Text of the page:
The Buzz

Migration watch: Hummingbirds have landed in Will County

(Photo courtesy of Dave Degroot)

(Photo courtesy of Dave Degroot)

After a long journey north, ruby-throated hummingbirds have finally landed in Will County, with the first reported sighting coming this week in Steger right along the border with Cook County. An additional sighting was reported in Beecher, and there have been a number of sightings throughout the Chicago area in recent days.

Thanks to Journey North — a mapping project run by the University of Wisconsin-Madison Arboretum — we can see the explosion of activity.

Journey North compiles data from a large pool of citizen scientists across the country, then plots their sightings on a map that's updated in real time. This year, the hummingbirds are a little behind schedule compared to last year, when the first Will County sighting came April 11. 

While the Illinois Department of Natural Resources has advised people to take down their feeders because of the avian flu outbreak, the agency has said it's OK to put out hummingbird and oriole feeders.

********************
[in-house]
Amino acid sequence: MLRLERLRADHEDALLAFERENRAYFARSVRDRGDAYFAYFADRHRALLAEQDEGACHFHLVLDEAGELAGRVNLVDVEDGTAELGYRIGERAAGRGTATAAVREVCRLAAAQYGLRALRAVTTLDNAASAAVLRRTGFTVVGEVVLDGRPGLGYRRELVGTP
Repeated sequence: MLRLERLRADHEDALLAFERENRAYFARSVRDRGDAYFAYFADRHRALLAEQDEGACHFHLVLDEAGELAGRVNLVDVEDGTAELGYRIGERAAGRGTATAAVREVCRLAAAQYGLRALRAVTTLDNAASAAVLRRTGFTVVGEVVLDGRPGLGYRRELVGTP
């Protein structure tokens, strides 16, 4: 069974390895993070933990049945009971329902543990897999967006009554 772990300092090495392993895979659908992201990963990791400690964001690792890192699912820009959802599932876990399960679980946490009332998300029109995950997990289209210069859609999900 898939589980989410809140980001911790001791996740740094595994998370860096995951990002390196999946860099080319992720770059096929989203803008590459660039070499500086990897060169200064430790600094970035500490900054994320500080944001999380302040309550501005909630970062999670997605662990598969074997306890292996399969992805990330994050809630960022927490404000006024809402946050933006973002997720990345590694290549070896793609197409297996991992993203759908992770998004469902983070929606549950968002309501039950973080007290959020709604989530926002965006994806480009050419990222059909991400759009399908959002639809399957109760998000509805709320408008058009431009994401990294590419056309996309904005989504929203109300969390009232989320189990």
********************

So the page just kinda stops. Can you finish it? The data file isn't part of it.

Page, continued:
If you'd like to attract these beauties to your own yard, consider adding some native plants to your landscape. You can also add a hummingbird feeder filled with a simple homemade nectar made from nothing more than sugar and water.

THE RECIPE FOR SUCCESS WITH HUMMINGBIRD FEEDERS: SUGAR AND WATER

If you usually put out hummingbird feeders in the spring, this is about the time to do it. At Plum Creek Nature Center, program coordinator Bob Bryerton begins to put the hummingbird feeders out on April 15 each year. This ensures a good supply of nectar even though many plants are not yet in bloom.

You can get involved

Becoming a citizen scientist and helping the folks at Journey North map the hummingbirds' progress is easy. 

Just sign up for an account, and you're all set. It only takes a minute to submit your sighting. The data, which is submitted by more than 60,000 registered users in the U.S., Canada and Mexico, is used to better understand migratory species.

If you can't get enough of these tiny birds, go ahead and enjoy these hummingbirds putting on a show last year at Plum Creek Nature Center. 

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